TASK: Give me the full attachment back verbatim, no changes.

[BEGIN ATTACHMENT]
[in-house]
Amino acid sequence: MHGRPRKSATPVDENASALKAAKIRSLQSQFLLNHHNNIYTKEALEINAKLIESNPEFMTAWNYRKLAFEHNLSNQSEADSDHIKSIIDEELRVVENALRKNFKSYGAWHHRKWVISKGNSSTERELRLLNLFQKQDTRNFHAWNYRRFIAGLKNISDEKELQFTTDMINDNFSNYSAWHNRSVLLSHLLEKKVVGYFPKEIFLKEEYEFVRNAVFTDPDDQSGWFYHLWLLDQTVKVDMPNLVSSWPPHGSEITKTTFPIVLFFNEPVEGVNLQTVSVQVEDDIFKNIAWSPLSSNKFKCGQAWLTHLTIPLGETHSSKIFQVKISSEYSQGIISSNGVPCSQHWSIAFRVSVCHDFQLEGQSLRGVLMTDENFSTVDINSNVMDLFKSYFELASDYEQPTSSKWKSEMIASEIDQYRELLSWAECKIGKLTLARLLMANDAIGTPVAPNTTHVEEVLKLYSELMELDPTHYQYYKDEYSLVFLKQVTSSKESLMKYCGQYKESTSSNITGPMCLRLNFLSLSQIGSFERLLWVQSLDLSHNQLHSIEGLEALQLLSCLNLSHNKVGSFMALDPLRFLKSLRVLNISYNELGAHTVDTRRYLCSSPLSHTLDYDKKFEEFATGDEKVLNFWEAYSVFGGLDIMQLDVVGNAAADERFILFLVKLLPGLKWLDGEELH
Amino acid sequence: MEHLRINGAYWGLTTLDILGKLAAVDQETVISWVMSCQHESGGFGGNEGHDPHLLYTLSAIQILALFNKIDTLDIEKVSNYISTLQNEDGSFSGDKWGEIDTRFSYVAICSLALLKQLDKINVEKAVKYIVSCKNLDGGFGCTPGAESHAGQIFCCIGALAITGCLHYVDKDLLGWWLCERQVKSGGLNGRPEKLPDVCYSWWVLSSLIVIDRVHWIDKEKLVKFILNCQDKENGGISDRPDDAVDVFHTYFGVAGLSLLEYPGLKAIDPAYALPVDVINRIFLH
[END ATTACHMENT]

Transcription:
[in-house]
Amino acid sequence: MHGRPRKSATPVDENASALKAAKIRSLQSQFLLNHHNNIYTKEALEINAKLIESNPEFMTAWNYRKLAFEHNLSNQSEADSDHIKSIIDEELRVVENALRKNFKSYGAWHHRKWVISKGNSSTERELRLLNLFQKQDTRNFHAWNYRRFIAGLKNISDEKELQFTTDMINDNFSNYSAWHNRSVLLSHLLEKKVVGYFPKEIFLKEEYEFVRNAVFTDPDDQSGWFYHLWLLDQTVKVDMPNLVSSWPPHGSEITKTTFPIVLFFNEPVEGVNLQTVSVQVEDDIFKNIAWSPLSSNKFKCGQAWLTHLTIPLGETHSSKIFQVKISSEYSQGIISSNGVPCSQHWSIAFRVSVCHDFQLEGQSLRGVLMTDENFSTVDINSNVMDLFKSYFELASDYEQPTSSKWKSEMIASEIDQYRELLSWAECKIGKLTLARLLMANDAIGTPVAPNTTHVEEVLKLYSELMELDPTHYQYYKDEYSLVFLKQVTSSKESLMKYCGQYKESTSSNITGPMCLRLNFLSLSQIGSFERLLWVQSLDLSHNQLHSIEGLEALQLLSCLNLSHNKVGSFMALDPLRFLKSLRVLNISYNELGAHTVDTRRYLCSSPLSHTLDYDKKFEEFATGDEKVLNFWEAYSVFGGLDIMQLDVVGNAAADERFILFLVKLLPGLKWLDGEELH
Amino acid sequence: MEHLRINGAYWGLTTLDILGKLAAVDQETVISWVMSCQHESGGFGGNEGHDPHLLYTLSAIQILALFNKIDTLDIEKVSNYISTLQNEDGSFSGDKWGEIDTRFSYVAICSLALLKQLDKINVEKAVKYIVSCKNLDGGFGCTPGAESHAGQIFCCIGALAITGCLHYVDKDLLGWWLCERQVKSGGLNGRPEKLPDVCYSWWVLSSLIVIDRVHWIDKEKLVKFILNCQDKENGGISDRPDDAVDVFHTYFGVAGLSLLEYPGLKAIDPAYALPVDVINRIFLH